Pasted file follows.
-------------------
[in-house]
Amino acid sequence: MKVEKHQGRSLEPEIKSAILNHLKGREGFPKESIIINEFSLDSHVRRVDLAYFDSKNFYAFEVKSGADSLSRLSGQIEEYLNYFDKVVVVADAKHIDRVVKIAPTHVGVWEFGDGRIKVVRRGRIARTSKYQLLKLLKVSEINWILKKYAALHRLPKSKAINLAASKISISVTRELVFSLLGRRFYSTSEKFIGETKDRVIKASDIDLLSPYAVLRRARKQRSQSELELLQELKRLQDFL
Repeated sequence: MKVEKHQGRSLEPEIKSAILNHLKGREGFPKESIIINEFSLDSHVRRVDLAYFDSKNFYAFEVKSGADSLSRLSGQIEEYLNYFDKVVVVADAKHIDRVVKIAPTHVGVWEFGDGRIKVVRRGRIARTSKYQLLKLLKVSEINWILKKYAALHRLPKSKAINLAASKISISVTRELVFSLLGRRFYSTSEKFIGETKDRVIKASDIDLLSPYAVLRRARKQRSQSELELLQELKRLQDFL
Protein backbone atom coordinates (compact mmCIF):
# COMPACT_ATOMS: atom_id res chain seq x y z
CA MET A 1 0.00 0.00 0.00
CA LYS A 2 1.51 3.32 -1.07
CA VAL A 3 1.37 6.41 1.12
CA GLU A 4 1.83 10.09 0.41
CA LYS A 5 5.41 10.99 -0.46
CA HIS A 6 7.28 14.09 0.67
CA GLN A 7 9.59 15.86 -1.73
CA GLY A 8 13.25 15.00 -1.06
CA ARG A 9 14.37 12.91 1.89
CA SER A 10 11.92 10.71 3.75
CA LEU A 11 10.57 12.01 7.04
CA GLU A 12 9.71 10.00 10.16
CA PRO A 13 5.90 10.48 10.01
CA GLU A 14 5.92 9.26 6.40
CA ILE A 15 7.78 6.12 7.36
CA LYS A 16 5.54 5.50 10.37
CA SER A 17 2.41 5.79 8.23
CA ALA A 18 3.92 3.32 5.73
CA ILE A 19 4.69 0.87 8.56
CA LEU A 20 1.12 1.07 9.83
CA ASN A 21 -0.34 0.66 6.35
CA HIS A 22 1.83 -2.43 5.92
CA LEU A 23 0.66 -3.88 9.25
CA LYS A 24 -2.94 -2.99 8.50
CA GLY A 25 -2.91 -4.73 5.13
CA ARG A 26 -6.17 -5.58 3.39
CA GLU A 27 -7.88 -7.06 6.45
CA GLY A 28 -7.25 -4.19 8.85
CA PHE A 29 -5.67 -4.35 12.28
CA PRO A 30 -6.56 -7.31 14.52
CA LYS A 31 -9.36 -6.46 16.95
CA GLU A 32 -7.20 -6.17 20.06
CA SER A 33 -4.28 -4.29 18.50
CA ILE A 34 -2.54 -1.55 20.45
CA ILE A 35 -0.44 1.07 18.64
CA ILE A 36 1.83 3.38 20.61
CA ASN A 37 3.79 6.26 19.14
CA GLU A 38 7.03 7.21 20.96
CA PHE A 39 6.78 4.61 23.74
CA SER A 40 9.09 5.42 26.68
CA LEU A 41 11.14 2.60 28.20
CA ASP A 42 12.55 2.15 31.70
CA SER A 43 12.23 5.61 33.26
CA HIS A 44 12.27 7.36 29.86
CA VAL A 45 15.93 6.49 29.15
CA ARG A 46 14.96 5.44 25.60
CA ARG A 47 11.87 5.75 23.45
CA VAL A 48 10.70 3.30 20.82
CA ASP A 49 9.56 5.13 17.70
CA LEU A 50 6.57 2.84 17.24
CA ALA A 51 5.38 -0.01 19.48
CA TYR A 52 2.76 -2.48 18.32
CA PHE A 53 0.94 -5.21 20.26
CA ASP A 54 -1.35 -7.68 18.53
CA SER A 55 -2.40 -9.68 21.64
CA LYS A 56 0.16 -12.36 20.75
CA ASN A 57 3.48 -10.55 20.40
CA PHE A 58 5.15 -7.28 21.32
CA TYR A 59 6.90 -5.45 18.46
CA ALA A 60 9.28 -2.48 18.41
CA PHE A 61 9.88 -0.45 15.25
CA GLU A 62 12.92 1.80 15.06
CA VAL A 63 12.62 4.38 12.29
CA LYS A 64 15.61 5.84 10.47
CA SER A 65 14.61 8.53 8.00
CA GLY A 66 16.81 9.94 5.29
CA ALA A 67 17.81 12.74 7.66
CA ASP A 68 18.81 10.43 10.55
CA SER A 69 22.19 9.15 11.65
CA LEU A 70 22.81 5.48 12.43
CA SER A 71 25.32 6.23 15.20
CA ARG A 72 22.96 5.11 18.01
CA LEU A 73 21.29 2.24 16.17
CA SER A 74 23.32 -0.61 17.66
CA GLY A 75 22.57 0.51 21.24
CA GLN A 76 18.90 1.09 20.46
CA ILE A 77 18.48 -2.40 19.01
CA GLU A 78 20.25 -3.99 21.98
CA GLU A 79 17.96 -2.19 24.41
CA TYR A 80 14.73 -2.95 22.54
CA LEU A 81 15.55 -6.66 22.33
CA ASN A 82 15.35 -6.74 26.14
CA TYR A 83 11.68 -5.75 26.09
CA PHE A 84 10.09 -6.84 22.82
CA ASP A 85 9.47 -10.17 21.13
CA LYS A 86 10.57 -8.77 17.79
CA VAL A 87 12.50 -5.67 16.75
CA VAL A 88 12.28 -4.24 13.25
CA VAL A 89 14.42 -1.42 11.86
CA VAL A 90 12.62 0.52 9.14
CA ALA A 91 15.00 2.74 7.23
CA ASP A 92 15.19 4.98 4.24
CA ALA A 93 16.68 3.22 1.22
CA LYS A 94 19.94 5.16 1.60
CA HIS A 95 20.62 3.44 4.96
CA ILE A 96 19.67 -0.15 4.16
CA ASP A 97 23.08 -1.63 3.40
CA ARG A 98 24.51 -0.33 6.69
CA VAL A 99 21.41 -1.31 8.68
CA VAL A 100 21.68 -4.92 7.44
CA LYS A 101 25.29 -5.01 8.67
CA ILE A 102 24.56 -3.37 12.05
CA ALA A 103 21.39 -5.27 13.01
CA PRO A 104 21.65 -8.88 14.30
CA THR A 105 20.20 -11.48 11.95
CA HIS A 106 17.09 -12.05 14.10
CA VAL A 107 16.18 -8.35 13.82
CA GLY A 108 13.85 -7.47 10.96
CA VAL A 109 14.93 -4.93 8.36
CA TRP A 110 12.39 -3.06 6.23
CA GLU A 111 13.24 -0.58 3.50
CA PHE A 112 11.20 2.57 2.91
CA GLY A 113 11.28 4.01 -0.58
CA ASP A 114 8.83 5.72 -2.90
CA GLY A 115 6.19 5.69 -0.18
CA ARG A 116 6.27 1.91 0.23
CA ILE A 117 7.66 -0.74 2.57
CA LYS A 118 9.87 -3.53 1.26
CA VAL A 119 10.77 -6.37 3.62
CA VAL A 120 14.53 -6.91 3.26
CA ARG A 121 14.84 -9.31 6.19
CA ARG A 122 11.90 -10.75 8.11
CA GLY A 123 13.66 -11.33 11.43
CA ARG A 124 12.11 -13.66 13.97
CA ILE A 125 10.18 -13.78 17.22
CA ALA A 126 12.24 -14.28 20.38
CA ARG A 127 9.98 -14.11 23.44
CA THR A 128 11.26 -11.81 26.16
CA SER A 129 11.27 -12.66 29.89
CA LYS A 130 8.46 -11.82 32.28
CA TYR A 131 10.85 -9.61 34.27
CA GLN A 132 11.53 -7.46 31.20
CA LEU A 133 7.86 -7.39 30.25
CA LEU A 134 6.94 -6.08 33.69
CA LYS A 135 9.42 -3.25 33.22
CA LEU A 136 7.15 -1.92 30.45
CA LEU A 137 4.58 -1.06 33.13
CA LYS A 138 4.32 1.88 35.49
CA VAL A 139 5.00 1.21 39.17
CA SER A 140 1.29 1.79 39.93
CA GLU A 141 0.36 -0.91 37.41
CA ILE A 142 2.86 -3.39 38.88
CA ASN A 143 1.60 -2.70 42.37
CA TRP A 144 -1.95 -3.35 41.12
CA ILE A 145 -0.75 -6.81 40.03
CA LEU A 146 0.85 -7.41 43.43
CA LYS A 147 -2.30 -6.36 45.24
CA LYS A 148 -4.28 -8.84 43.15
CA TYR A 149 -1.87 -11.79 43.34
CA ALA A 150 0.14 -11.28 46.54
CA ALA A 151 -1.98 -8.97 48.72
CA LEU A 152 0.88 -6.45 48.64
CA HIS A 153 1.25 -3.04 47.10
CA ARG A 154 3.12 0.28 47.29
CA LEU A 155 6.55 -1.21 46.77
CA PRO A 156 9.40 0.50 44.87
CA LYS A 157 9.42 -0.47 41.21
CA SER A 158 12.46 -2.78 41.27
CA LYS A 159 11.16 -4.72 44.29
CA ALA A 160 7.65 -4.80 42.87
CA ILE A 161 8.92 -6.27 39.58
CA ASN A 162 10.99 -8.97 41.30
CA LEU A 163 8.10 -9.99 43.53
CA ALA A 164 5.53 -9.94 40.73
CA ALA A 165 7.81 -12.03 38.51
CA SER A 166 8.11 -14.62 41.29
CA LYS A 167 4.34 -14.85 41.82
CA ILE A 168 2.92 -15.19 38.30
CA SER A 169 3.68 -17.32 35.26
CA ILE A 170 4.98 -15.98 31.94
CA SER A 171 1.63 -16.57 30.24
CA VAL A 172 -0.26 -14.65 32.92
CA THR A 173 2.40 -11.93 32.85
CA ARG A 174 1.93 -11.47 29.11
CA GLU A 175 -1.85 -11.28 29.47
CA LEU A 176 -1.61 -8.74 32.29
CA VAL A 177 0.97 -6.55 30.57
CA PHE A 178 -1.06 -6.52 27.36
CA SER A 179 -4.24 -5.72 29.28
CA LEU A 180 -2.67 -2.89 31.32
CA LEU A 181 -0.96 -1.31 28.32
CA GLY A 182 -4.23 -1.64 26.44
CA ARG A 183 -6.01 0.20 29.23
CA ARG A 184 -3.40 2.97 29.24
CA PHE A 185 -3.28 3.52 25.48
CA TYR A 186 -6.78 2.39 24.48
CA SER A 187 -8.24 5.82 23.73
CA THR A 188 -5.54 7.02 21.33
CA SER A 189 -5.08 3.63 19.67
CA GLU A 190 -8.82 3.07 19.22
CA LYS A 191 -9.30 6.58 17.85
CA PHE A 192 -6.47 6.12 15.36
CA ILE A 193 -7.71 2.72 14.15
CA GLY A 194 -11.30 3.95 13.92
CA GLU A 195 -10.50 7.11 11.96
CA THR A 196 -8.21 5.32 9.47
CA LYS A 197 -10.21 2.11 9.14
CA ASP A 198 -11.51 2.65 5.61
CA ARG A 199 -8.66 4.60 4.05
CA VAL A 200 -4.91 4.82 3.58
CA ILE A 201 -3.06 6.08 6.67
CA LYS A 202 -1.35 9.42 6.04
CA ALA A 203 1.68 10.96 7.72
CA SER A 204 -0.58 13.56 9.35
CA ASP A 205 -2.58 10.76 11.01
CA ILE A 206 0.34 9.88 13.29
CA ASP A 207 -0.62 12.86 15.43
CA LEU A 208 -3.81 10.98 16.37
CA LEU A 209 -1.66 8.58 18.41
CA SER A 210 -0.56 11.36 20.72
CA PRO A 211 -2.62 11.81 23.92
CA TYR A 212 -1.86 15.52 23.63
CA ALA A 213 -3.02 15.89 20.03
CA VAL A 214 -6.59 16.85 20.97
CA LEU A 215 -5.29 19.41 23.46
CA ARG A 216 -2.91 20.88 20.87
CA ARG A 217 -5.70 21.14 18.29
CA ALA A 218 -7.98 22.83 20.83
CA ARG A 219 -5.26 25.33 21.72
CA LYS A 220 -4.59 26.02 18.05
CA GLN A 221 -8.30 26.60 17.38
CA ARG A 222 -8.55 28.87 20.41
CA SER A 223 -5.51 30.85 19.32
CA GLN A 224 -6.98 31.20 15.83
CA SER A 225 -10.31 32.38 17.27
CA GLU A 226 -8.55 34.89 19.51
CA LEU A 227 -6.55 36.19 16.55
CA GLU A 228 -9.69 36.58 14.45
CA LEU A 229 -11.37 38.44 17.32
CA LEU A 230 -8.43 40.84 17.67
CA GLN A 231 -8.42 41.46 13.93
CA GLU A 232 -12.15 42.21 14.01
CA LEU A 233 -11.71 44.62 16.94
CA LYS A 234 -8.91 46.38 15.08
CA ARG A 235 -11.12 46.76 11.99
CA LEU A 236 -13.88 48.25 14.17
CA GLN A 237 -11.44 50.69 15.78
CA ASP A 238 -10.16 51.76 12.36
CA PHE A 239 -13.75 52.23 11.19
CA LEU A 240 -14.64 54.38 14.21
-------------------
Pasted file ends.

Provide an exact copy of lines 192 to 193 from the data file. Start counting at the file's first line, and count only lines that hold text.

CA SER A 187 -8.24 5.82 23.73
CA THR A 188 -5.54 7.02 21.33